Tuesday, August 16, 2011

Baby Bottle Tooth Decay

Baby bottle tooth decay (also known as baby bottle tooth) is a condition that occurs when sweet liquids are allowed to have frequent contact with your baby’s teeth. A common cause of this ailment is putting your baby to bed with a bottle of formula, milk, juice, soda, or sugar water. This can also be caused by giving your child several sweet drinks throughout the day.


 According to the ADA, “As soon as a baby’s first teeth appear, usually by age six months or so, the child is susceptible to decay.”1 Treatment of baby bottle tooth decay varies greatly, from fluoride application to full coverage of teeth with stainless steel or veneered crowns, depending on the progression of the decay. It is best to contact your pediatric dentist as soon as possible to evaluate your child’s risk.

How Can You Help to Prevent Baby Bottle Tooth Decay?

Baby bottle tooth decay is a very serious condition; however, there are several ways in which you can prevent the disease from taking place. Prevention methods for babies range from teaching your child to drink from a cup at an early age, cleaning his/her mouth after feedings, brushing at the first sign of teeth, and using a clean pacifier as opposed to a bottle to calm your baby between feedings.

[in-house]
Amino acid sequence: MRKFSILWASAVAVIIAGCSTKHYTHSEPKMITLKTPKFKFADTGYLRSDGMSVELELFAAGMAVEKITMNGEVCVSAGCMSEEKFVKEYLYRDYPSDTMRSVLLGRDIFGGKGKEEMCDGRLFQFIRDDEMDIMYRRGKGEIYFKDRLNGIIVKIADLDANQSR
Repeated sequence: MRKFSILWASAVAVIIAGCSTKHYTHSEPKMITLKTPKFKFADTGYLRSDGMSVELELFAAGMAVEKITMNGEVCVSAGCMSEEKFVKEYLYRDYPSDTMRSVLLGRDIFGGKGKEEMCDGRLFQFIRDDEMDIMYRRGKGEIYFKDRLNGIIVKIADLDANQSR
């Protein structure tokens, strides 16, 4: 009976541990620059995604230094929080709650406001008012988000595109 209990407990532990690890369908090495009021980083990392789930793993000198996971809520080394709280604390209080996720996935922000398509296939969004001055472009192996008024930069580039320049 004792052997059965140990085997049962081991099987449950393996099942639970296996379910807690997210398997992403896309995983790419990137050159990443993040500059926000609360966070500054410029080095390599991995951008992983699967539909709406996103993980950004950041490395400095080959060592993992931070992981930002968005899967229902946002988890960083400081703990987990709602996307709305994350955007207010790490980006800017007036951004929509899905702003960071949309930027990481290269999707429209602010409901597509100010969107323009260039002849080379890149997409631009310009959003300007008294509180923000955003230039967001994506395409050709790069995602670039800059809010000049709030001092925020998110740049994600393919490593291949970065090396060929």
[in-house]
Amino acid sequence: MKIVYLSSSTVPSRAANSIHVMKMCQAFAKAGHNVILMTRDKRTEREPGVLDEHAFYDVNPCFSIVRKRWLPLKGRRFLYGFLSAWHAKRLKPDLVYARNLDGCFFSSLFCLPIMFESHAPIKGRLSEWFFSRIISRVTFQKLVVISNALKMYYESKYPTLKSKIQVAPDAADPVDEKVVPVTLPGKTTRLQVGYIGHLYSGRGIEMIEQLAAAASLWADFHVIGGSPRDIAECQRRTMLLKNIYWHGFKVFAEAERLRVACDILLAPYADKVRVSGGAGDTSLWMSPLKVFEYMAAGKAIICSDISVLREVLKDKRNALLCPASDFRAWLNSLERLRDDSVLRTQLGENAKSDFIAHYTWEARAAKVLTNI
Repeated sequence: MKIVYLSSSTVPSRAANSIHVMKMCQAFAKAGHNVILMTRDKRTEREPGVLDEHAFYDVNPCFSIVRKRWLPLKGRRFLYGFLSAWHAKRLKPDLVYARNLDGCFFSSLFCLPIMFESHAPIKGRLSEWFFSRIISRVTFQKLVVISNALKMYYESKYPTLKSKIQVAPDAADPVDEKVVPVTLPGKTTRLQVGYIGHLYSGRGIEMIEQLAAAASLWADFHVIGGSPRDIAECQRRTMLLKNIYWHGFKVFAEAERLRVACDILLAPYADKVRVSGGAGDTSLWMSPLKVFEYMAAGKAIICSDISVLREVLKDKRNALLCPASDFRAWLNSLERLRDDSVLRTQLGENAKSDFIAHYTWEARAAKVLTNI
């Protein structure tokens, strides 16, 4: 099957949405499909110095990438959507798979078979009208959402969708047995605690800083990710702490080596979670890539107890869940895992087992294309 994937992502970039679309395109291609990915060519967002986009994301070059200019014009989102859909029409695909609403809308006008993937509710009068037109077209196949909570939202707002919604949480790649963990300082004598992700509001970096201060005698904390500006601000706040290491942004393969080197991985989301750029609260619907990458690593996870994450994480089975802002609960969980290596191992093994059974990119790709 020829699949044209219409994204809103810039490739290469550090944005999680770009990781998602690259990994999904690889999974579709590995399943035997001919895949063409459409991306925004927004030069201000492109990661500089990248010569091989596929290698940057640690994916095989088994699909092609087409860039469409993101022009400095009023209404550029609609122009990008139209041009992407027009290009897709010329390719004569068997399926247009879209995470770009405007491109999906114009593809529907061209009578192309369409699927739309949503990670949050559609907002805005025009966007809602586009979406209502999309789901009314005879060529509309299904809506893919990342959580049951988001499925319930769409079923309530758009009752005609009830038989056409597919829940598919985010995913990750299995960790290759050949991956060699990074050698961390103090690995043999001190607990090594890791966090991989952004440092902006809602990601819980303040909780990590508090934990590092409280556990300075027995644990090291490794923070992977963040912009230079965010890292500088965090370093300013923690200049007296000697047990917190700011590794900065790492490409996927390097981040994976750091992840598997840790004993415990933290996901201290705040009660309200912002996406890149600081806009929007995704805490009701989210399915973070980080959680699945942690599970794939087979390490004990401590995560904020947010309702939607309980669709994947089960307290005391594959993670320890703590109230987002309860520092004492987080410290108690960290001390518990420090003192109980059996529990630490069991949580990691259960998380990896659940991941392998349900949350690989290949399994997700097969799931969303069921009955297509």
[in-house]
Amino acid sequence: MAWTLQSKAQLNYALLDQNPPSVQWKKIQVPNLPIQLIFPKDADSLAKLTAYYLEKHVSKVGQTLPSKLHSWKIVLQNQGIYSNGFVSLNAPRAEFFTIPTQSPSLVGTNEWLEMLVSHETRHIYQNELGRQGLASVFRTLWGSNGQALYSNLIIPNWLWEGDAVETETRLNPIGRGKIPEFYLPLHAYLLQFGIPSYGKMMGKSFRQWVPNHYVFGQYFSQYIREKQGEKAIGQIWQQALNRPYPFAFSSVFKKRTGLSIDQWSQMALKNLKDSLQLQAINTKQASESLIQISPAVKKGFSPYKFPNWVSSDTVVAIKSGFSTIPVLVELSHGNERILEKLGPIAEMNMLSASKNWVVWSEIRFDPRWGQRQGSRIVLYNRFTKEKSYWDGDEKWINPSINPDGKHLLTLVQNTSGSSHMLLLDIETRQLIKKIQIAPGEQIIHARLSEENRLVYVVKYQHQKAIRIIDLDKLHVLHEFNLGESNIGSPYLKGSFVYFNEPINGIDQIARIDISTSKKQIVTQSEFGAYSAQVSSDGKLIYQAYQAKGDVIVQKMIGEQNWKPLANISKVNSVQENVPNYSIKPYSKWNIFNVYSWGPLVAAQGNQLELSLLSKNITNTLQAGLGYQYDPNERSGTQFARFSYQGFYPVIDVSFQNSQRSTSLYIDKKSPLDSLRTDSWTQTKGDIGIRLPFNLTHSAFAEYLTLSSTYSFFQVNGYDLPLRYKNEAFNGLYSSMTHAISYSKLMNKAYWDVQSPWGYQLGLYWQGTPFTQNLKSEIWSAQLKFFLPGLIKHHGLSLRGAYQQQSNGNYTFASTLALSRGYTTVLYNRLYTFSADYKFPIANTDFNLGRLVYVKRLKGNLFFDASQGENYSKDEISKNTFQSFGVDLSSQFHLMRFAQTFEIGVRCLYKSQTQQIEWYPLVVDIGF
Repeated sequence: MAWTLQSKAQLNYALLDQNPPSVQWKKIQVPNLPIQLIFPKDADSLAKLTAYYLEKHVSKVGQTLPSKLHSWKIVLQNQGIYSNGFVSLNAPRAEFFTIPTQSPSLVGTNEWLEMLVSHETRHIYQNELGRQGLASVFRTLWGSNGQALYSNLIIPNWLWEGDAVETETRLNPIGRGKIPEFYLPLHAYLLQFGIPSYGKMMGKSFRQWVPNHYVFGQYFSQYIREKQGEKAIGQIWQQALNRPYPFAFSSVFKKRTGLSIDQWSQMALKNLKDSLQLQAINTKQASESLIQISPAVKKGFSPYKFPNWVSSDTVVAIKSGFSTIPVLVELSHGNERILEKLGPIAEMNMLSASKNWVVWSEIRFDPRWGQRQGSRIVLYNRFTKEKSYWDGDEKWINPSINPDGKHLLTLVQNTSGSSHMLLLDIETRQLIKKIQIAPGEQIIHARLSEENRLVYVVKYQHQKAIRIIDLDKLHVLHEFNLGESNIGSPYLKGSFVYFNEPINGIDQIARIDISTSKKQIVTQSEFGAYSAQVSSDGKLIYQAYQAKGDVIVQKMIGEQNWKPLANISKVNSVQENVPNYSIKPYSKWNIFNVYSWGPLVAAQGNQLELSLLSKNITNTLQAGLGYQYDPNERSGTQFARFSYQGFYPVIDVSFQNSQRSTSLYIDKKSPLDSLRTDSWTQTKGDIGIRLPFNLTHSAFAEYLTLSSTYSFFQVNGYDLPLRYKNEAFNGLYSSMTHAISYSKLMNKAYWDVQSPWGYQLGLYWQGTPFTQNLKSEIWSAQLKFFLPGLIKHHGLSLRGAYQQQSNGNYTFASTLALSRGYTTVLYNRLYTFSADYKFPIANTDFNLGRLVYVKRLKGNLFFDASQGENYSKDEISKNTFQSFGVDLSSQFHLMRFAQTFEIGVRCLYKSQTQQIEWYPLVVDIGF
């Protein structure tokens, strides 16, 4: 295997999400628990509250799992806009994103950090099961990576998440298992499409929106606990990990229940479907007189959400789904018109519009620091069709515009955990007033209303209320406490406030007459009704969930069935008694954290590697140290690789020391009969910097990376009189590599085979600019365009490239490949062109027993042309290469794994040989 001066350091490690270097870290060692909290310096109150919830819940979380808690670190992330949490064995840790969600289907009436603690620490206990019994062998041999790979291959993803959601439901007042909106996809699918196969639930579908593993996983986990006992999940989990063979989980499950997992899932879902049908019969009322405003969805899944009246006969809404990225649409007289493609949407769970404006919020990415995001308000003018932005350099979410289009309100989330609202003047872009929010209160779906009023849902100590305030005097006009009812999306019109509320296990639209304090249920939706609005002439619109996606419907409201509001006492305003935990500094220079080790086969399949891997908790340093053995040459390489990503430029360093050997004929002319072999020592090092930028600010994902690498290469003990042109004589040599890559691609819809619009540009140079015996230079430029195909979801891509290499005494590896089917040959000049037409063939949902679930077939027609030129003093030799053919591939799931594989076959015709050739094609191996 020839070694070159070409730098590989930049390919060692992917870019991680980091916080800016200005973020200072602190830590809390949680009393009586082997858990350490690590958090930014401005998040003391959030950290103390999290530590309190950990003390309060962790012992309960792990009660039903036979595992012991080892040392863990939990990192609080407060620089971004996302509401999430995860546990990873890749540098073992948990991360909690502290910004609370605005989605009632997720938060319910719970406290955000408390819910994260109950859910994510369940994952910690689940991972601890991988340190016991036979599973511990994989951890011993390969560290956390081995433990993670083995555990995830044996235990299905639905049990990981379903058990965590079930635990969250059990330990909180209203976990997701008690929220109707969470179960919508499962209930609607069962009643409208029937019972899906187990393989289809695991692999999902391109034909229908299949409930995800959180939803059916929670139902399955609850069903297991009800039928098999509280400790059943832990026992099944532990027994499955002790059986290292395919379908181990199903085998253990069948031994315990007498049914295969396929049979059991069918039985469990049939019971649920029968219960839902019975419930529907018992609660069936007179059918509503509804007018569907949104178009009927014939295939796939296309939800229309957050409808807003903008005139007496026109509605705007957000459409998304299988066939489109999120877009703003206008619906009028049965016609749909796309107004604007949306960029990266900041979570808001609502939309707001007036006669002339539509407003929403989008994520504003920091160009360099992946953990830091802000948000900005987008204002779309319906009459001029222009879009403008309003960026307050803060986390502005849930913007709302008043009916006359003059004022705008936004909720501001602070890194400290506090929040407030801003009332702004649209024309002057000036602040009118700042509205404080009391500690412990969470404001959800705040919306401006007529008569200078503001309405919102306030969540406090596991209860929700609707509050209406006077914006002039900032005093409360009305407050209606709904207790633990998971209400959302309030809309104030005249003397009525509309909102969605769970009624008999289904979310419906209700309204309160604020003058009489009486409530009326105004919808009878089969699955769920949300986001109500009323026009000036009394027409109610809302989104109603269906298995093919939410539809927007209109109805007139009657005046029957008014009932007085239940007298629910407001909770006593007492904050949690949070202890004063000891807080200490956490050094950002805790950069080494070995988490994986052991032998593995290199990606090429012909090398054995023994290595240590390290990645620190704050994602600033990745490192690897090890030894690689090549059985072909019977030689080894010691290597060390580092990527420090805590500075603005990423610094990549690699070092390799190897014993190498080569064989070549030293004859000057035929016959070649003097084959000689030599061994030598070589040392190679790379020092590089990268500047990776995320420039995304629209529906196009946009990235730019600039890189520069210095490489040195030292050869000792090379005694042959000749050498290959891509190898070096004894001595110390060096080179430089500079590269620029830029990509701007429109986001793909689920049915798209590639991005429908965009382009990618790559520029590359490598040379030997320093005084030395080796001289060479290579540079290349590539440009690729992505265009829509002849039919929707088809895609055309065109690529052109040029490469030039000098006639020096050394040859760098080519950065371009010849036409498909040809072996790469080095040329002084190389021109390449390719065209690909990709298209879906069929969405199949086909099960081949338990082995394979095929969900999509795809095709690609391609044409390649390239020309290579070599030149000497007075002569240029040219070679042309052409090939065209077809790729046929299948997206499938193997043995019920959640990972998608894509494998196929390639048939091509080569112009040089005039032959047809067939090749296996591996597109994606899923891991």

Prevention of baby bottle tooth decay does not stop with toddlers. You should brush your child’s teeth twice a day and make sure that your child receives enough fluoride. If your local municipal water does not contain fluoride, contact your dentist to ask how your child can get it.

3 comments:

  1. Your site has some really helpful information. We invite you to read our articles about oral health topics and comment on our blog at http://www.dentalinsurance.org/blog/index.php/2012/10/prevent-baby-bottle-tooth-decay/.

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  2. I totally agree, cleaning your baby's teeth helps prevent tooth decay. Start as soon as the first tooth comes through.

    Dentistry at Clarkson Village

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